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- Put 1 cup of flour and 1 cup of warm water into a stone crock or earthenware bowl or glass jar and let stand at room temperature.
- Take a look at the mixture every day to check for the bubbling which means that fermentation has begun.
- This usually takes about ten days but could happen faster if your kitchen is very warm.
- When fermentation is well under way, take off a small amount of the clear liquid which has formed on top.
- Measure the quantity of liquid you have.
- Mix an equal quantity of half flour and half water.
- Combine with the starter liquid and return to the crock.
- Add the flour, water, yeast, salt and sugar to the starter in the crock and let stand for at least 12 hours, or until it begins to bubble again.
- Let stand, covered, for 18 hours more.
- There should be a faint sour odor from the crock.
- 10 hours before you want to have fresh loaves of bread on the table, take 2/3 of the dough from the crock and put into a large mixing bowl.
- Add the salt and soda to the starter right out of the crock.
- Add the eggs and beat very well.
- (Taste the dough now. You don't want it too sour. This is a hard term to define, but your own taste buds are probably your best guide. If it's unpleasantly sour, add a pinch more of soda and beat well.) Add enough flour to make a stiff dough.
- Fold over and over, kneading as it is turned and folded.
- If the dough gets too stiff, add a little syrup or a small amount of melted butter.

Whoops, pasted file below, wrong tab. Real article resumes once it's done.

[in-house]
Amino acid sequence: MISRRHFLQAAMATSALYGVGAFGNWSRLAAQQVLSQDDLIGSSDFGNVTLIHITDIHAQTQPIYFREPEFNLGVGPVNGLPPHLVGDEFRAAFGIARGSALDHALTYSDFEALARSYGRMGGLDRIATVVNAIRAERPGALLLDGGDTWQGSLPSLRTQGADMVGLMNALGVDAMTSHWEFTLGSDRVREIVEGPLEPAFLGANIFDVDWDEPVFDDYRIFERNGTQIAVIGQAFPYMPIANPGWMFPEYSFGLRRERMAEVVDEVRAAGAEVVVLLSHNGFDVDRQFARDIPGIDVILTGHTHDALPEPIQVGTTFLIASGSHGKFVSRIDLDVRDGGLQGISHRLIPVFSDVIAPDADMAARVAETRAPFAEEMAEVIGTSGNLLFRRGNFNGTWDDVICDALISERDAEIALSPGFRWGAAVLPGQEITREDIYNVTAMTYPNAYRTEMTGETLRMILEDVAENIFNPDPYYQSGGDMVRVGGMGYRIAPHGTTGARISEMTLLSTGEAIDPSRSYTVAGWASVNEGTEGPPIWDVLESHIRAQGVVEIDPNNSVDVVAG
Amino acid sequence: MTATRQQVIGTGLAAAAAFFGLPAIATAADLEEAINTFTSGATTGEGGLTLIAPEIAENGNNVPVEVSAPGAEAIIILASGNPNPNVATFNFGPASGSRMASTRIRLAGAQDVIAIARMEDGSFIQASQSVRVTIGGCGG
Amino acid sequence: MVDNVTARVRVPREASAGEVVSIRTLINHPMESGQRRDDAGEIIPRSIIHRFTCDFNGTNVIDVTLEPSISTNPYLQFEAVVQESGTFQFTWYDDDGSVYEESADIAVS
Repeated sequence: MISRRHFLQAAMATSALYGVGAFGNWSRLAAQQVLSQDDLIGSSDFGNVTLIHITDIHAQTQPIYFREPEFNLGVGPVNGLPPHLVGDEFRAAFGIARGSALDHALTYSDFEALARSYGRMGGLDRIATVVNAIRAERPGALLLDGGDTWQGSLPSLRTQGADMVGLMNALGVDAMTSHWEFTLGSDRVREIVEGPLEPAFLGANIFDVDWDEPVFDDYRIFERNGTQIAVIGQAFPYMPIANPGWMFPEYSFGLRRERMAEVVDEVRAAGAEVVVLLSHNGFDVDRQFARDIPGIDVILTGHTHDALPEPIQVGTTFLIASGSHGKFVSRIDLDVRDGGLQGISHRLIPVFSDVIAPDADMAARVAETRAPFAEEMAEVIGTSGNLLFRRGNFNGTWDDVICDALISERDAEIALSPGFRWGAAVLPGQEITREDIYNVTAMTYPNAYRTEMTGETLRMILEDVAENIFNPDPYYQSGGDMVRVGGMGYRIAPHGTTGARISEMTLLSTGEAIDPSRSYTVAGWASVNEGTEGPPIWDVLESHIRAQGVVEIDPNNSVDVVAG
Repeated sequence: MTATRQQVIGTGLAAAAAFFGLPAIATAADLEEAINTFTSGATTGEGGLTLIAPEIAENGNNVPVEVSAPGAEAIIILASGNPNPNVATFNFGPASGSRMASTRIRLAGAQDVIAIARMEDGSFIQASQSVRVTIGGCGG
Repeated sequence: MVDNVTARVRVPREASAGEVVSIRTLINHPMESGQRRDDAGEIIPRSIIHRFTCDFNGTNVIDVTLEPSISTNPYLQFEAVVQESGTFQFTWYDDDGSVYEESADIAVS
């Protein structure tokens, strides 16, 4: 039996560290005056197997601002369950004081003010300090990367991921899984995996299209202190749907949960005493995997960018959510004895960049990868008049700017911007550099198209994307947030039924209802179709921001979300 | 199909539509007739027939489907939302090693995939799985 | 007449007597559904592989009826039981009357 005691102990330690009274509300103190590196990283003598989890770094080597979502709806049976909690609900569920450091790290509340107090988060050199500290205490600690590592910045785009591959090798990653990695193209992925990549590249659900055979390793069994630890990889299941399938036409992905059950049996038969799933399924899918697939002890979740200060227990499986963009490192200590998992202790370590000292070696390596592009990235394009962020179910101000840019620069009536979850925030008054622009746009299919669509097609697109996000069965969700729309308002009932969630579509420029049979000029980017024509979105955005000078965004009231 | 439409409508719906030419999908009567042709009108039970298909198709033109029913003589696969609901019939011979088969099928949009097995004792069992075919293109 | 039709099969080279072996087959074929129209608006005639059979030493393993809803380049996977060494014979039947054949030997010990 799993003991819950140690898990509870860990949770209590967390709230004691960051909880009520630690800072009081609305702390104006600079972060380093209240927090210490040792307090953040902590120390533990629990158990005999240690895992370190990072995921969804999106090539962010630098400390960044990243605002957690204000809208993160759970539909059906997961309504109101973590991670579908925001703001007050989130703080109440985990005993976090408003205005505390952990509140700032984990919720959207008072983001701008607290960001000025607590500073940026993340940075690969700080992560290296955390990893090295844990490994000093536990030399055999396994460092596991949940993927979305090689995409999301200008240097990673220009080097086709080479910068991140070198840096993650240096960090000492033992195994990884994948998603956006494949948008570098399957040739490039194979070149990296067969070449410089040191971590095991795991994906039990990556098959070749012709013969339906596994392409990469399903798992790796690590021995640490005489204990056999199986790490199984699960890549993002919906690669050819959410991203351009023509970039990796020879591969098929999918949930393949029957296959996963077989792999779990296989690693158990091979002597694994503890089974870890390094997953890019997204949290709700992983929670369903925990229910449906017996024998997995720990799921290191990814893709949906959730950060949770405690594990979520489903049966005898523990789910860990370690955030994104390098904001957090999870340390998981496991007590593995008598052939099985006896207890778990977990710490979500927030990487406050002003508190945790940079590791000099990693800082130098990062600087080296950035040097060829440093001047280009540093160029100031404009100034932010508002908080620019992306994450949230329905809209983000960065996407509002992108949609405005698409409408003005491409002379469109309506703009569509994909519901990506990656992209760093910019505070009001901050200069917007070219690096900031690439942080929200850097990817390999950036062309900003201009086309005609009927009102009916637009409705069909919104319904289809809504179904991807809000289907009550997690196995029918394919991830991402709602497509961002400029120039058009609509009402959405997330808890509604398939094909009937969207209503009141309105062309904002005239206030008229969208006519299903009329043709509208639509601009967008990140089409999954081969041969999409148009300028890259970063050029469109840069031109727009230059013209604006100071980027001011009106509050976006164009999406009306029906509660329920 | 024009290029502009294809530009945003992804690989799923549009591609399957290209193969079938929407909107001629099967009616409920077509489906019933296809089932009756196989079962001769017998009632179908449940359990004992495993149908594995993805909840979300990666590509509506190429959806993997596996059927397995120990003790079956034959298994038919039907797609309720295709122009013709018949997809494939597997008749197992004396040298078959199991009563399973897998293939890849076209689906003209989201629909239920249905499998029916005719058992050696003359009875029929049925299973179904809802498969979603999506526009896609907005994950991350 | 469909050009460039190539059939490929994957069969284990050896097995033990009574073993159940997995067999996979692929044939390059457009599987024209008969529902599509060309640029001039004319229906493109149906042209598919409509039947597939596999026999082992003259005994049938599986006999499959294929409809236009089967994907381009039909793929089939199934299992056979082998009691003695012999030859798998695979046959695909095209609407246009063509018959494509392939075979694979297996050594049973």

- The dough should be so stiff you can hardly stir it before you shape it.
- Mold into shapes and put in greased small bread pans.
- Cover and let rise.
- Turn loaves onto a floured board and knead well.
- Shape again into loaves and fill the same pans, no more than half full this time.
- Let rise again, until the pans are full.
- Bake in a preheated hot oven (400º) for about 1 hour.
- When loaves slip from the sides of the pan the bread is done.
- Remove from the oven and tip out on the board.
- Brush tops with melted butter.
- Slice very thin and try it with fresh sweet butter and homemade jam for a special treat.
- If you like sourdough bread and rolls (always best when they're very fresh), you'll find this superior to the finest commercial French and Italian sourdough bread available.
- Making the starter takes time and patience, but remember that you only have to do this once.
- Put aside one-third of your starter dough after avery baking.
- Start again with Step Three when you want to make bread again.
- If you bake every week, the starter dough can be kept at room temperature.
- Otherwise, store it in your refrigerator and remove it a day before you want to use it.